Lord’s story is part of a video series presented by We Are The Mighty. War Ink: 11 for 11 features 11 combat veterans from Iraq and Afghanistan using tattoos to tell their stories on and off the battlefield. Each week for the next 11 weeks, a different tattooed veteran will share his or her story.

Do you have a tattoo that tells the story of your war experiences? Post a photo of it at We Are The Mighty’s Facebook page with the hashtag #WeAreTheMightyInk. WATM will be teeing up the coolest and most intense ones through Veteran’s Day.

Video Credit: Rebecca Murga and Karen Kraft

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Over 1/4 of Guam is made up of US military

Located in the North Pacific, Guam has been a staple of U.S. military operations for decades — even before the World War I broke out.


In fact, the first American shots of WWI weren’t fired in some German trench, but rather in Guam.

Although Guam is more than 7,000 miles away from the mainland, Guamanians serve in the U.S. military at a higher rate than any of the 50 United States.

Related: This CIA teaches its students to cook – not how to spy

 

The intense ‘Crucible’ training is what separates recruits from Marines
Sgt. 1st Class Christopher D.L. Perez (left) and Staff Sgt. Charles C. Chiguina discuss a route to a Kabul airport to drop off the first group of Task Force Guam Soldiers who are leaving Afghanistan after the 1st Battalion, 294th Infantry Regiment, Guam Army National Guard, nears completion of its Operation Enduring Freedom mission. (Photo Credit: Sgt. Edward Siguenza)

In the mid-16th century, the island was colonized by Spanish Catholic Missionaries. As a result of the Spanish-American War, Guam was ceded to the U.S.

After the attack on Pearl Harbor in 1941, Japanese forces captured the fertile island and occupied the land for over two years.

But America’s always had Guam’s back and fought for the area in 1944 — eventually winning the war.

Also Read: This whiskey pays homage to the men of the 10th Mountain Division

Now, both the U.S. Navy and Air Force have installations that, combined, occupy nearly 29 percent of the island’s area and house over 7,000 service members.

The intense ‘Crucible’ training is what separates recruits from Marines
Two Airmen stand with pride in front of Andersen Air Force Base (Source: DoD)

Today, many Guamanians believe that the American effort to liberate the island from Japanese control created a unique, tight-knit relationship between the Military and the locals.

To get a taste of that relationship, check out the fourth episode of We Are The Mighty’s original show, Meals Ready to Eat:

(Meals Ready to Eat, KCET)Watch Meals Ready To Eat on KCET’s site at the link above. New episodes are posted every Wednesday night — and they’re awesome.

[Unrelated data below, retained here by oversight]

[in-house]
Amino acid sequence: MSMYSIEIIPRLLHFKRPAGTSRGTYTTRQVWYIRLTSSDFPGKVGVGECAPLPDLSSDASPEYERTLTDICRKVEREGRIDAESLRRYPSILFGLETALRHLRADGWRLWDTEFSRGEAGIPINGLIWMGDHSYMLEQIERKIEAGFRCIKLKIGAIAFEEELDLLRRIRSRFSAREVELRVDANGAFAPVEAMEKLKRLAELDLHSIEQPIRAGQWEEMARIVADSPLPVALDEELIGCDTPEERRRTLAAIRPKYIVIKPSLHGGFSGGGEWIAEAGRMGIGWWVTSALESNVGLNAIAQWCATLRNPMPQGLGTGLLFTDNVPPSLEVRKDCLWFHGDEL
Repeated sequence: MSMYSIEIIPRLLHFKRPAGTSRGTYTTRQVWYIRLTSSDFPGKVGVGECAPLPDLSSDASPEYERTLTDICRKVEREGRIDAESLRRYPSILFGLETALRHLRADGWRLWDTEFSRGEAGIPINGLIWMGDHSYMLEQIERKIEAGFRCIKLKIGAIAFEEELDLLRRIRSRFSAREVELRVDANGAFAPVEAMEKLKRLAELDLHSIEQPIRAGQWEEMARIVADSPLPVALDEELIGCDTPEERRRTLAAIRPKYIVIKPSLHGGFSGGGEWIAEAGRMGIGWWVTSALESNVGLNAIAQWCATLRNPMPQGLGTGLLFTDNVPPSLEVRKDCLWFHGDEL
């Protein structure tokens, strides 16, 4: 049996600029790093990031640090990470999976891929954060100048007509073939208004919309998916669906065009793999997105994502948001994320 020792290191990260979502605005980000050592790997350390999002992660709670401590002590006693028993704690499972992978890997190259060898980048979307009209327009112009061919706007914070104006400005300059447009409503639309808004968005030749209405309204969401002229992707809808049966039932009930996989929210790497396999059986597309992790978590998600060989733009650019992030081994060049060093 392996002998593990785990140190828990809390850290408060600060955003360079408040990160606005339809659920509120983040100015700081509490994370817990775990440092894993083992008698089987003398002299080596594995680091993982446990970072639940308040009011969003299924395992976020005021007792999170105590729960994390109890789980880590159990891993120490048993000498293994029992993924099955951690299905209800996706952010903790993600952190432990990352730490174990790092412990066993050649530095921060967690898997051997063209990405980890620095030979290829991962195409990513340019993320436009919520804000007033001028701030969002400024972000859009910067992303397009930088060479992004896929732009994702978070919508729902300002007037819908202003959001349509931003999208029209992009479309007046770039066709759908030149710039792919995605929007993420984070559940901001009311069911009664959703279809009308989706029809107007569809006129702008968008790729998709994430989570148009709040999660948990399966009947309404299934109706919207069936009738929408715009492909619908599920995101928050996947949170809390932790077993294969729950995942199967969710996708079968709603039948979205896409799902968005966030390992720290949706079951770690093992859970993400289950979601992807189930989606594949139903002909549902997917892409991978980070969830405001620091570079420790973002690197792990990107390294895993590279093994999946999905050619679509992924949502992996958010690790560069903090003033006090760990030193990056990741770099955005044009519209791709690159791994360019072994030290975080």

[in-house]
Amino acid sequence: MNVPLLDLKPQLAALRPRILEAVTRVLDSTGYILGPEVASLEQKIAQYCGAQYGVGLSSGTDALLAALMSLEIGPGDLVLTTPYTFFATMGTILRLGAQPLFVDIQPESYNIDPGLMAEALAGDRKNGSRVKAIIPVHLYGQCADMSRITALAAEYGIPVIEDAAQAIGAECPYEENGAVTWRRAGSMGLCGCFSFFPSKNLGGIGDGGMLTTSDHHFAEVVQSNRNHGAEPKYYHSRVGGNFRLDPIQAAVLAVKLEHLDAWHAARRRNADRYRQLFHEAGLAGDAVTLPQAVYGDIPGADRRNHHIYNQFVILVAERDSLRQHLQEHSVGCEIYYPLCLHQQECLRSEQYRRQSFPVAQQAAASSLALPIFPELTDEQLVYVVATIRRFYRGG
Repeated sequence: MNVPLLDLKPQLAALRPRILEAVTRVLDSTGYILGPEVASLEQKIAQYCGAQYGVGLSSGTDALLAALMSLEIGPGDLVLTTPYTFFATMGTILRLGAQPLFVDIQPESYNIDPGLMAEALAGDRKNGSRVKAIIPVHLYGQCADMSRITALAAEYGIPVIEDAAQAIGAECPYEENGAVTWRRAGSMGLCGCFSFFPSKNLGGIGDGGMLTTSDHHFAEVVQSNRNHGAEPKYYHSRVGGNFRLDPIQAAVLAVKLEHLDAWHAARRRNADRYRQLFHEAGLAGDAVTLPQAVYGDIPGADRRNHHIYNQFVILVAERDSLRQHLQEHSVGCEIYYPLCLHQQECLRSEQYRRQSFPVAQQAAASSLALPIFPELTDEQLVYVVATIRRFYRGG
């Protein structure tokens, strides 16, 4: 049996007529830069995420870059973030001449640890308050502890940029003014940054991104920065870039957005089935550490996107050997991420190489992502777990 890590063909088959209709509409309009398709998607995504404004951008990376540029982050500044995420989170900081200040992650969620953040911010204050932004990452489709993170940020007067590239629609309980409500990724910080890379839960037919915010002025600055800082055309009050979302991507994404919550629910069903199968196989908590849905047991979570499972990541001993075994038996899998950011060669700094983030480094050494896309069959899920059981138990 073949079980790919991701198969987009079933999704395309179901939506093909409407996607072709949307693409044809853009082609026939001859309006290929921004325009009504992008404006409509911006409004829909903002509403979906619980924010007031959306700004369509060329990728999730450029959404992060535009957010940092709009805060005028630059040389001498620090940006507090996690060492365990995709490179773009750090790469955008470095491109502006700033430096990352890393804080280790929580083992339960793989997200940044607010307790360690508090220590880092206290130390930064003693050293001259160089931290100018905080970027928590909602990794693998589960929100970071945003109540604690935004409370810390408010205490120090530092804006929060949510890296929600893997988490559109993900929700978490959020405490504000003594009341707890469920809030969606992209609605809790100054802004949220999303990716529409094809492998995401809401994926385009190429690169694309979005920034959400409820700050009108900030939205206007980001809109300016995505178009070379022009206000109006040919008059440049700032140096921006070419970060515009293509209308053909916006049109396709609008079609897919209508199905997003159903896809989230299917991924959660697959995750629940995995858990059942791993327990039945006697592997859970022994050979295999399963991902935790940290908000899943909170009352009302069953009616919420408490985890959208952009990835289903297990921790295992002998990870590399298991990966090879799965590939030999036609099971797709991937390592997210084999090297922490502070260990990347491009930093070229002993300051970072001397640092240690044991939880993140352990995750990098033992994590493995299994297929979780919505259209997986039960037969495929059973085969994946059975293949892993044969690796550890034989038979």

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4 reasons why Doug Masters is a better fighter pilot than Maverick

Okay, with the news that a “Top Gun” sequel is in the works, it looks like Pete Mitchell is gonna be back on screen. With three kills, he may think he’s all that, but is he?


Well, Doug Masters, the hero of “Iron Eagle”, may have a few things to say about why he’s a better fighter pilot than Maverick.

Here is a piece of trivia: “Iron Eagle” actually came out four months before “Top Gun” did. It had Louis Gossett Jr. in the role of Colonel “Chappy” Sinclair, and Robbie Rist (notorious as Cousin Oliver in the original “Brady Bunch” series, and “Doctor Zee” in the original Battlestar Galactica) in a small supporting role.

The intense ‘Crucible’ training is what separates recruits from Marines
Maverick may have gotten Jester, but Doug Masters would be far more challenging. (Paramount)

1. Doug Masters is a multi-threat pilot

Let’s face it, when their movies came out, the F-14 Tomcat did one thing – air-to-air combat – and has one of the best suites for that, including the AIM-54 Phoenix missile, the AWG-9 radar, and a lot of maneuverability and performance.

On the other hand, Doug Masters didn’t just handle the air-to-air threats. He also killed ground targets. In the movie, he and Chappy Sinclair combined to shoot up two airfields, four anti-aircraft guns, a pair of SAM launchers, and an oil refinery.

Heck, he even fired an AGM-65 Maverick missile while still on the ground to complete the rescue of his dad.

Sorry, Mav, but Doug wins this one.

The intense ‘Crucible’ training is what separates recruits from Marines
A tower goes up during the attack on Il Kareem in Iron Eagle. (Youtube screenshot)

2. Doug rigged a cool sound system for his jet

Doug Masters also figure out a way to play some tunes while flying his jet. So when he and Chappy Sinclair blew that first airfield out of commission, they did it to the tune of Queen’s “One Vision.” Then, he shoots up another airfield to “Gimme Some Lovin’.”

C’mon, at a minimum, Doug gets style points, right?

3. Doug used his cannon

In the last dogfight of “Top Gun,” Maverick forgot that his Tomcat was equipped with a M61 Vulcan cannon. Note, this could have been very useful at some points of the engagement – like when Iceman had that MiG on his tail.

Doug Masters, on the other hand, was a dead-eye with his cannon. We all know that gun kills are the best kills, right?

The intense ‘Crucible’ training is what separates recruits from Marines
U.S. Navy sailors load a M61A1 20mm Cannon Gatling Gun in a Grumman F-14B “Tomcat,” assigned to the “Jolly Rogers” of Fighter Squadron 103 (VF-103). Maverick didn’t even use his cannon during his dogfight. (U.S. Navy photo)

4. Doug had the higher air-to-air score

Maverick has three confirmed “Mig-28” kills. Not bad, especially since he used four missile shots to get that.

Here is what Doug Masters shot down: Four MiGs and two choppers. Add to that the multiple SAM launchers and ack-ack guns. Don’t forget the other ground targets as well, even if he shared the first airfield with Chappy Sinclair.